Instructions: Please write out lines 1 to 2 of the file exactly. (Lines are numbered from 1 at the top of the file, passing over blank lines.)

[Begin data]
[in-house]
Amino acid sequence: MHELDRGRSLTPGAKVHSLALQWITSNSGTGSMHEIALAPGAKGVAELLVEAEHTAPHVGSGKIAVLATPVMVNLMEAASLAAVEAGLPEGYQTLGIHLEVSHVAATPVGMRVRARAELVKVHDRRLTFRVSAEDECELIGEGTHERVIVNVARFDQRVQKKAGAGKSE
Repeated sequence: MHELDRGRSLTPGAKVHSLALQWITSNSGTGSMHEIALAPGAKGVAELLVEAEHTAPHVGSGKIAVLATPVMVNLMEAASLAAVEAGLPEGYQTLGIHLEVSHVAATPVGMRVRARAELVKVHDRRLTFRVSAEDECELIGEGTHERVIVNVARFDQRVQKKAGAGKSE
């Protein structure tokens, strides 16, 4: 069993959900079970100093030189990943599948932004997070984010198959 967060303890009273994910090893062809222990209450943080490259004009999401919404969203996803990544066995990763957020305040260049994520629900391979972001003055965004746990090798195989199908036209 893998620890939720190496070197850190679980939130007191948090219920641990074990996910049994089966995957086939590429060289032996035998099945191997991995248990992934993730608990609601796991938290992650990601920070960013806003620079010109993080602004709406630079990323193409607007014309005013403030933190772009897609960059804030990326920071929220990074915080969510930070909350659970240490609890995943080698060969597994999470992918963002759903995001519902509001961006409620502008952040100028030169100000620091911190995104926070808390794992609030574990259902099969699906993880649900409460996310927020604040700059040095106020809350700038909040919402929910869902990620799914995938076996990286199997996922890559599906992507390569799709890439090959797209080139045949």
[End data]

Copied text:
[in-house]
Amino acid sequence: MHELDRGRSLTPGAKVHSLALQWITSNSGTGSMHEIALAPGAKGVAELLVEAEHTAPHVGSGKIAVLATPVMVNLMEAASLAAVEAGLPEGYQTLGIHLEVSHVAATPVGMRVRARAELVKVHDRRLTFRVSAEDECELIGEGTHERVIVNVARFDQRVQKKAGAGKSE